Solar installations in the U.S.—both photovoltaic and concentrating solar power (CSP) installations—grew 114% in 2009, and by the year’s end, they could surpass 1 GW, a new report from the Solar Energy Industries Association (SEIA) says.
The industry group’s “U.S. Solar Market Insight” report with data for the first half of 2010 shows that 441 MW of solar electric capacity was added in 2009, and it forecasts as much as 1.13 GW being installed by the end of 2010—a 156% increase.
California led states for solar electric capacity installed in the first six months of 2010 with 120 MW, followed by New Jersey, Arizona, and Florida. In total, 341 MW were installed in the first half of the year. “The report projects a stronger second half for 2010 because of one large CSP project, a number of large PV projects, and continued strength in the residential and non-residential markets,” SEIA said in a statement accompanying the report’s release.
PV Market Spurts 69% per Year on Average
According to SEIA, the U.S. PV market grew, on average, at annual rate of 69% over the last decade, from 3.9 MW in 2000 to 435 MW in 2009. But the U.S. market made up only 6.5% of global PV demand in 2009, it said, putting it behind Germany, Italy, and Japan. Among factors that contributed to this growth were the drastic decline in 2009 of module prices, continued tax credits, and expanding state-level targets for solar power.
In 2009, module prices fell more than 50%, mostly because of a glut in supply caused by the global economic slowdown and reduced incentives in Spain. SEIA said that system prices also declined—though more slowly—while component pricing stabilized due to the rapid demand growth in markets such as in Germany, Italy, and the Czech Republic.
Over 23,000 PV systems were installed in the first half of the year, including an “unprecedented” 22 utility projects, which compares to roughly 28,000 systems installed in all of 2009, SEIA’s report said. “In total, over 120,000 systems have been connected to the grid in the United States through the [first] half of 2010, including over 100,000 residential systems.”
SEIA expects that global demand for PV installations in key markets in 2010 will increase by more than 80% year-over-year. “As a consequence, manufacturing activity for all ‘bankable’ manufacturers has been robust, and many suppliers reported being sold out for 2010 as early as the [first] quarter,” it said.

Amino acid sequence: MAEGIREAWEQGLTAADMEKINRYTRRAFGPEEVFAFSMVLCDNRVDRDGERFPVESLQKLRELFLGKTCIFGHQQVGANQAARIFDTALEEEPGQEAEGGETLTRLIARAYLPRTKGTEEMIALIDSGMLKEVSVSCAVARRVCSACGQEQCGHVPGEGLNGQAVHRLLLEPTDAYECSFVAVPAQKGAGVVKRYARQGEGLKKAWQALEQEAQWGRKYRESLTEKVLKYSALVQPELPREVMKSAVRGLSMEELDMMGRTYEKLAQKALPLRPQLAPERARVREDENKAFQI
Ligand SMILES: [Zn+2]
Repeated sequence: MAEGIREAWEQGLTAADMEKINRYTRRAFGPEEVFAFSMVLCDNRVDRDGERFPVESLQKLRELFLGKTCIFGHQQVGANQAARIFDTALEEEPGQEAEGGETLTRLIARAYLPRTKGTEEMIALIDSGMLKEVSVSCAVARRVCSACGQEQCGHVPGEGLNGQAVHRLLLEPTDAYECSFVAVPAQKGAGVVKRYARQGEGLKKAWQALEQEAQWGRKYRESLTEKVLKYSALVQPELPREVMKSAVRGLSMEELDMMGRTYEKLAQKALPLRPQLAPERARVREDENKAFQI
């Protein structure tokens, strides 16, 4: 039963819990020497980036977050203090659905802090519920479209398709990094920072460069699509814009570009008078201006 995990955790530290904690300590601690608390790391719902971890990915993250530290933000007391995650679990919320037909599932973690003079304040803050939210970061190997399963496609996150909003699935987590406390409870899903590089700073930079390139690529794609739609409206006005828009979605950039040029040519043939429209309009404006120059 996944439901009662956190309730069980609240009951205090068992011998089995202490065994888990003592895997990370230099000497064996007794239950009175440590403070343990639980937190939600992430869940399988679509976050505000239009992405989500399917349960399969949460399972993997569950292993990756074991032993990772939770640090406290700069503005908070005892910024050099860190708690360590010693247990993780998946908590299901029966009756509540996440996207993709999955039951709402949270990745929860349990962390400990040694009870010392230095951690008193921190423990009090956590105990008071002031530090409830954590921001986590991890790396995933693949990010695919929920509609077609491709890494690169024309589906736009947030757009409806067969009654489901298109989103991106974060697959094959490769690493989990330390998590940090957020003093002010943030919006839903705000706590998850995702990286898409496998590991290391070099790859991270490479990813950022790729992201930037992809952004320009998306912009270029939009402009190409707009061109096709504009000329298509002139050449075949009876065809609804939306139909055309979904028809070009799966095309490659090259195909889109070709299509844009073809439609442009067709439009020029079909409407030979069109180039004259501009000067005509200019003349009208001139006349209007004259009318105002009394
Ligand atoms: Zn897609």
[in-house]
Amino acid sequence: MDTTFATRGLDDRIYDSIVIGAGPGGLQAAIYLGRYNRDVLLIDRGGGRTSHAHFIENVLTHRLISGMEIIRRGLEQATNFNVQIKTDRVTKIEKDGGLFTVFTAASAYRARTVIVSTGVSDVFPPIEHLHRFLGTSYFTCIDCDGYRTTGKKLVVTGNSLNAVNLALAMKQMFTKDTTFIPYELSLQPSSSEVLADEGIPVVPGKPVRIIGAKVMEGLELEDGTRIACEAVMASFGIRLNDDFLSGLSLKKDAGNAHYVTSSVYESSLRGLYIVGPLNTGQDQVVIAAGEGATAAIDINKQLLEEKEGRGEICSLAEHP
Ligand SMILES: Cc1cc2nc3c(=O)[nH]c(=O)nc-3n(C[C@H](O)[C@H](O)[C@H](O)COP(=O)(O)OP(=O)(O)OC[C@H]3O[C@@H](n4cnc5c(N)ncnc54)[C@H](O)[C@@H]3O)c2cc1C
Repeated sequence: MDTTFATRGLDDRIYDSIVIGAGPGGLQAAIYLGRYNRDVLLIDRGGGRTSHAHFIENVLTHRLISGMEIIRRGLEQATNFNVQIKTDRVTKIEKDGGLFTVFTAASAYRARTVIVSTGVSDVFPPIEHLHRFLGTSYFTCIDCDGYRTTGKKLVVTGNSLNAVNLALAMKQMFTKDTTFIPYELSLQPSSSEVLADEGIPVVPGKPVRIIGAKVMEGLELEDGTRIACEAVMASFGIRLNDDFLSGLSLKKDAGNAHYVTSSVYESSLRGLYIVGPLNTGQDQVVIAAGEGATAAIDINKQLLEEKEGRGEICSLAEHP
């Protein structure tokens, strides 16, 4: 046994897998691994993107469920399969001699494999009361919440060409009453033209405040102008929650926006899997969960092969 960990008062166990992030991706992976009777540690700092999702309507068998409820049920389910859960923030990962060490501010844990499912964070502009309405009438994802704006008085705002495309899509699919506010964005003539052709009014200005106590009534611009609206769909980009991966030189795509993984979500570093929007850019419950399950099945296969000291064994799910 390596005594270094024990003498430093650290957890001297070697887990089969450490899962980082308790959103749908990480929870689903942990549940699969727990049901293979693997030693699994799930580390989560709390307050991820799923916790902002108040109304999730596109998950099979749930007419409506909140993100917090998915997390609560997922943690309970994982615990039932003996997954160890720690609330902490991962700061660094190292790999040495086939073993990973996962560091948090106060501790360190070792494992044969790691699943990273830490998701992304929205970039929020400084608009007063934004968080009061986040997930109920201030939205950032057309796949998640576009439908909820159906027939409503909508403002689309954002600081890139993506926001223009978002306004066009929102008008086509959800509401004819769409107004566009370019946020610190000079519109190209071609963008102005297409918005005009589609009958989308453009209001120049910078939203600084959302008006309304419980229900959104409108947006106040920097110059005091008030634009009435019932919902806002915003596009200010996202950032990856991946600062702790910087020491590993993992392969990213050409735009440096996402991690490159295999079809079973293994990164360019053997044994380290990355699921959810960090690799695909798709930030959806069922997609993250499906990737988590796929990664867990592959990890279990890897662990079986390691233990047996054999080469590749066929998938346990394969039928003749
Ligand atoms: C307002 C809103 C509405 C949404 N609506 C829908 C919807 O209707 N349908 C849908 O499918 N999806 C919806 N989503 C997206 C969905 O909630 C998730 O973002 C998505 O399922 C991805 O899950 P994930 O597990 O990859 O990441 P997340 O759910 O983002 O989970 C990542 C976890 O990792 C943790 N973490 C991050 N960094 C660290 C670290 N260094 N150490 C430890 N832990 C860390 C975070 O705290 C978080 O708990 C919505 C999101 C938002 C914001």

U.S. Regaining Leadership of CSP Sector
The organization claims that 46 CSP projects—a combined 10 GW—are in the pipeline, and this could allow the U.S. to take the reins as CSP leader from Spain, whose feed-in-tariff program allowed that country to develop more than 400 MW of operating CSP capacity.
In the first half of 2010, two CSP projects came online: the 1.5 MW Tessera/Stirling Maricopa Dish-Engine project in Arizona, and the 1-MW Abengoa Solar Cameo Hybrid plant (also known as the Colorado Integrated Solar Project). The growth is spectacular, the group notes, especially since the “CSP industry in the U.S. was essentially dormant from 1992 to 2006.”
Since 2006, only one project came online—a 64-MW trough plant in Nevada in 2007. However, in the last three years, the U.S. saw small demonstration plants for various technologies: a 5-MW Concentrating Linear Fresnel Reflector plant in California in 2008, a 5-MW tower plant in California in 2009, and a 1-MW micro-CSP plant in Hawaii in 2009.
Installed prices per watt for CSP plants could not be determined from the plants finished in 2010: The Maricopa plant was a demonstration facility and its costs were not indicative of the cost per watt of a 100-plus MW facility, the group said.
“The expected cost for a dish-engine project at utility scale is in the range of $3.00/[Watt per acre (Wac)]-$4.50/Wac. In the case of the Cameo project, the costs per watt are understated relative to standalone trough projects as the Cameo solar field acts as a booster to an existing power plant and therefore didn’t require the construction of a power block. A typical cost for a trough plant with wet cooling and no storage would be in the range of $4.50/Wac-$6.00/Wac.”
Sources: SEIA, POWERnews